Mother Earth News is technically in its 50th year of production, although we’ll count next year as its 50th anniversary year. I can still remember the excitement with which I awaited the arrival of my first issue, way back in late 1969 – I was in eighth grade. I’d seen an ad for the new magazine in my first-ever subscription, Rodale’s Organic Gardening and Farming. My folks were skeptical of mail-order for some reason, but I convinced my mother to write a check in exchange for a pile of my hard-earned cash just the same. And that order form, filled out in my C-minus penmanship script with a smudgy No. 2 pencil, found its way to the source. Soon enough, the inaugural issue was in my hands.
As a mildly dyslexic left-hander, I flipped to the back of the magazine and started reading. There was an ad from the Gurney Seed and Nursery Co. in the back – I knew of it because my family had a seed and nursery business in North Dakota, and Gurney was located in Yankton, South Dakota. The headline for the ad boldly stated: SEEDSMEN ARE PEOPLE YOU HAVE TO BE ABLE TO TRUST! Wow, those words, though dated and not inclusive, are more profound today than ever before. In that first issue, I studied an article on the Twin Oaks community project and wondered if my barely-13-year-old self could ever find my way to any semblance of a self-sufficient life. And I devoured an article on how to live well on a modest income by building and growing what you need on a piece of land.
Through the years, I read stories about home-based businesses and even adapted one to my apartment in Chicago, where I went to college and graduate school. I grew much of what we ate in vacant lots, and I sprouted alfalfa, radishes, and beans to sell around the neighborhood. We grew grapes, made beer and wine, canned tomatoes, froze string beans, and generated good cash flow to boot. Mother Earth News had a profound impact on my life. It reinforced my core values of independence, hard work, and helping others. It taught me to raise more than I needed, saving some to sell and more to give those without. It taught me open-mindedness; inclusivity; and respect for the land, water, air, and lives that sustain us. Mother helped me believe I could build wooden boats, our first hoop house, chicken coops, and inexpensive farmhouse furniture. Mother helped me care about conserving, reusing, repurposing, and making do.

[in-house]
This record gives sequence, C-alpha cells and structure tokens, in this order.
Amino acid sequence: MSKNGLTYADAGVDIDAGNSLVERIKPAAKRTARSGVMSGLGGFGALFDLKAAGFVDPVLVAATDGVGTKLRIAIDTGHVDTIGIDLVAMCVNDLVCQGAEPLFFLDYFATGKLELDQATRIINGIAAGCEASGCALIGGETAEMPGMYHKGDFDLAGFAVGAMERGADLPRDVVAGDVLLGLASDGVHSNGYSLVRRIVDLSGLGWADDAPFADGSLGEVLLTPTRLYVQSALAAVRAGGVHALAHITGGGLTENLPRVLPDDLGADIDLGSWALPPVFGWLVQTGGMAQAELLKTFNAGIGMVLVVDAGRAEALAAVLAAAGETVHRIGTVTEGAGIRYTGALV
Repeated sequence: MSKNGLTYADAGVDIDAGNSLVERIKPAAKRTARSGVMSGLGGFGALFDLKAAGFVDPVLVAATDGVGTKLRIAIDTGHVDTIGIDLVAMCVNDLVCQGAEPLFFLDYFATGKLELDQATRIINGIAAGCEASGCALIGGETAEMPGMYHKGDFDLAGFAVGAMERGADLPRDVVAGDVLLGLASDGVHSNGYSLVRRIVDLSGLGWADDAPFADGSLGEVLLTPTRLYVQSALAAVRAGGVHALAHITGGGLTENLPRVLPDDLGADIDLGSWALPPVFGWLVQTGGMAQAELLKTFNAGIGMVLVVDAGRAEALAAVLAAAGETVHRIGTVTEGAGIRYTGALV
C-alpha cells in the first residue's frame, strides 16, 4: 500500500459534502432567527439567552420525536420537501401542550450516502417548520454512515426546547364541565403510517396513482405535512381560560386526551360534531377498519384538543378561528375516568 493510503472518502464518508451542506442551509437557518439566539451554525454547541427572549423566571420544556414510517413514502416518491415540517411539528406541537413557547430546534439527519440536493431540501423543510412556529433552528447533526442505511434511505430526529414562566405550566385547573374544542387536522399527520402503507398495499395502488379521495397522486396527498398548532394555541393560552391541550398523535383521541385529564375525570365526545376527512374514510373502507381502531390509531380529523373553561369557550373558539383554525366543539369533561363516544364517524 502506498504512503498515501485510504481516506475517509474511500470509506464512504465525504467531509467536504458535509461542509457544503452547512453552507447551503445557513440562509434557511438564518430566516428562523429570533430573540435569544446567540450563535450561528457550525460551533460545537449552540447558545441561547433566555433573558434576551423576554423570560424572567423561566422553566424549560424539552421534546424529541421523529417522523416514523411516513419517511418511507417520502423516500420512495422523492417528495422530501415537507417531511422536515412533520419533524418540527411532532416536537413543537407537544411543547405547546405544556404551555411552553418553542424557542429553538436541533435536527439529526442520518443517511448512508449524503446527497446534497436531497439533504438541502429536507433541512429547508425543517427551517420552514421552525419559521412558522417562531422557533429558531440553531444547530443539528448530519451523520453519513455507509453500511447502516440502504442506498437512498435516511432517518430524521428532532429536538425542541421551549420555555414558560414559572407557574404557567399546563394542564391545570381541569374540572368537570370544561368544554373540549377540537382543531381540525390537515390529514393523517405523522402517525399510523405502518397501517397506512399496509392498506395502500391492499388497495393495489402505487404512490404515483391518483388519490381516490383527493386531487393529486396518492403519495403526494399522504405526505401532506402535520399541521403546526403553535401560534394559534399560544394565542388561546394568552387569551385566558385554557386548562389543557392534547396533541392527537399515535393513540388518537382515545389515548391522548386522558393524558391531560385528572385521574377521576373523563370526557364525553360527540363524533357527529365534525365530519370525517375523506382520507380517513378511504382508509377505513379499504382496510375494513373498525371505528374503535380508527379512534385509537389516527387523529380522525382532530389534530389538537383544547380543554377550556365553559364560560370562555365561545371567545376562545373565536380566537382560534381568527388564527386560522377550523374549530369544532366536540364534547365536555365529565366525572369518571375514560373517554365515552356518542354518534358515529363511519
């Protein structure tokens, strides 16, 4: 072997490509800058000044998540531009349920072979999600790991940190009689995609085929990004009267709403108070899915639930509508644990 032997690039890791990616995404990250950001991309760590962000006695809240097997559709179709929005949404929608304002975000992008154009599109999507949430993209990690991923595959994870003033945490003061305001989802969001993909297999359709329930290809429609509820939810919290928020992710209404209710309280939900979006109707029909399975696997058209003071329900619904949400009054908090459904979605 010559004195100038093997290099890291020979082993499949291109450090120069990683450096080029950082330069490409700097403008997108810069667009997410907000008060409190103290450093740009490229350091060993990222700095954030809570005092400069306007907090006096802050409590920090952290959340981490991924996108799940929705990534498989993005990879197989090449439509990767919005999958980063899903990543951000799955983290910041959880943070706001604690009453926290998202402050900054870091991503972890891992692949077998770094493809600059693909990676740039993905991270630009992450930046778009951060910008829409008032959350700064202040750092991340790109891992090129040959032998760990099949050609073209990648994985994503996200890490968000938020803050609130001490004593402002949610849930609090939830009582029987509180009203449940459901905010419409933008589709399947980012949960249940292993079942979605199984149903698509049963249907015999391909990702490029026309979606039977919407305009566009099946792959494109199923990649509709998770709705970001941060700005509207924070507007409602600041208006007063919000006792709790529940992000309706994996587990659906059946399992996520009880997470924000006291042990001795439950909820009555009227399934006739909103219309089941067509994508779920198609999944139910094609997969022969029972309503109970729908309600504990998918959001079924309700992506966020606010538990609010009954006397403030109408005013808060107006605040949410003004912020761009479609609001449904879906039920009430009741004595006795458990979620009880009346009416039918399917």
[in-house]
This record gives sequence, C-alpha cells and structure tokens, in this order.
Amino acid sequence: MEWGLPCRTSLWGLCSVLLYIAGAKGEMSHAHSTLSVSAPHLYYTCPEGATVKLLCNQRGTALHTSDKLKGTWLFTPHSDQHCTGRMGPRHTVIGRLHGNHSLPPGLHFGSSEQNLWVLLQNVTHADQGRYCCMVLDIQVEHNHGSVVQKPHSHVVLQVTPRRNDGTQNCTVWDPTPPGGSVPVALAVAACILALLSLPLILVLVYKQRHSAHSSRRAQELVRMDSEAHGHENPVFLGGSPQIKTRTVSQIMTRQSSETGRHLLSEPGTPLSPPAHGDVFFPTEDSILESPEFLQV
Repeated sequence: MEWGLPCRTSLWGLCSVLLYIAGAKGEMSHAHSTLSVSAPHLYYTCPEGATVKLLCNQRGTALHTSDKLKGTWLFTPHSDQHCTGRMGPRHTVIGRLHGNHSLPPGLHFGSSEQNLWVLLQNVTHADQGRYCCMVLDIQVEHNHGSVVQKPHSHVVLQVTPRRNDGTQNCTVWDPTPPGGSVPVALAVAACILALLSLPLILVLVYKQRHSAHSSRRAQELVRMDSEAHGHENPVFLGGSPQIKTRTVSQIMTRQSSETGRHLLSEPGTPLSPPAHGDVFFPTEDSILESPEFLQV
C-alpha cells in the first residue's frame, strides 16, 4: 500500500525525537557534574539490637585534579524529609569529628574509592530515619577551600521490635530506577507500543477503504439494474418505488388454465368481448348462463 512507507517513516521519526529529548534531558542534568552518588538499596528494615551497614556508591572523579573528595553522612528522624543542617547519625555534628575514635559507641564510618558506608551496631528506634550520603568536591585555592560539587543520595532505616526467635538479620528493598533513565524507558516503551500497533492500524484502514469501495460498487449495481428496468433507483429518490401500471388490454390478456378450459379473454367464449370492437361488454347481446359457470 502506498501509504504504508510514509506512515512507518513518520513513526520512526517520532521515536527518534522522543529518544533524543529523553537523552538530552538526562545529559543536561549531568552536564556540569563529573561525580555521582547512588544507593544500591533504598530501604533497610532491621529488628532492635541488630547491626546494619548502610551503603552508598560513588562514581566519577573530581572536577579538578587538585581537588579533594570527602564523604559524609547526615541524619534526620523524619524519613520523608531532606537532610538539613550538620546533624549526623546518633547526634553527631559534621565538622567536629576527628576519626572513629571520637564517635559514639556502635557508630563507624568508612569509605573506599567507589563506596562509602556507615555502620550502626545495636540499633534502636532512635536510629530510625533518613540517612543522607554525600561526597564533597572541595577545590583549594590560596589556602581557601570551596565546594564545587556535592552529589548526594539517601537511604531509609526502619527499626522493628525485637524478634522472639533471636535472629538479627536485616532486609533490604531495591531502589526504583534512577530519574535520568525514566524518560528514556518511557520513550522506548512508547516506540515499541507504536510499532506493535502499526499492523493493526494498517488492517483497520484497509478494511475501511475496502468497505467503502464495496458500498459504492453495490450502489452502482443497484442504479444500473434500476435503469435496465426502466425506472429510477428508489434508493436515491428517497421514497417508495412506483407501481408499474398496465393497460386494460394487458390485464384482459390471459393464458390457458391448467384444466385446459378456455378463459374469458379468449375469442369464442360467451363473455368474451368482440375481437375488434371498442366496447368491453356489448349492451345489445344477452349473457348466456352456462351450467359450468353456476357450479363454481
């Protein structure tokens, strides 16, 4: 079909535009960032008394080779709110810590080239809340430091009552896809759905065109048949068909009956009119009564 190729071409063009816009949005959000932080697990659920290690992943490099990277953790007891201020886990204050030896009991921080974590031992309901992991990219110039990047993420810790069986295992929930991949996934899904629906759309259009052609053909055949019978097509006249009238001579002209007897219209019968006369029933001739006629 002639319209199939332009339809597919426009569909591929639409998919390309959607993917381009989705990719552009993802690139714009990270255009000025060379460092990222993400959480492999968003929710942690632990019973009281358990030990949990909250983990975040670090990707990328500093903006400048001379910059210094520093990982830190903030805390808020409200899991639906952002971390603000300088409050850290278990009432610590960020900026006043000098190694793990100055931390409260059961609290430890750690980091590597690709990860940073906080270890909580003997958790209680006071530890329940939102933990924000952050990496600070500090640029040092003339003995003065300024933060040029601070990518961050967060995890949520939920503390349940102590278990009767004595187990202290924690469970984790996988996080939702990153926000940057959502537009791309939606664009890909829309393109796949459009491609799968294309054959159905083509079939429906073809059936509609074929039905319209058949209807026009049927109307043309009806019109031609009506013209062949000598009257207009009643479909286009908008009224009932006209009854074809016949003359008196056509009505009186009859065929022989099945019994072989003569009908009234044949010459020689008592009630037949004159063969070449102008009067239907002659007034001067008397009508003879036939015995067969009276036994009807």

We’ll be celebrating our golden anniversary with you by republishing some venerable pieces and images from the past in our upcoming issues. And I’d like you to help us celebrate by telling your stories of discovering Mother and how the greater Mother community has affected your life’s path. Please send an email to me at HWill@MotherEarthNews.com. We’ll devote some space to sharing those stories with our readers in the coming months.
See you in June,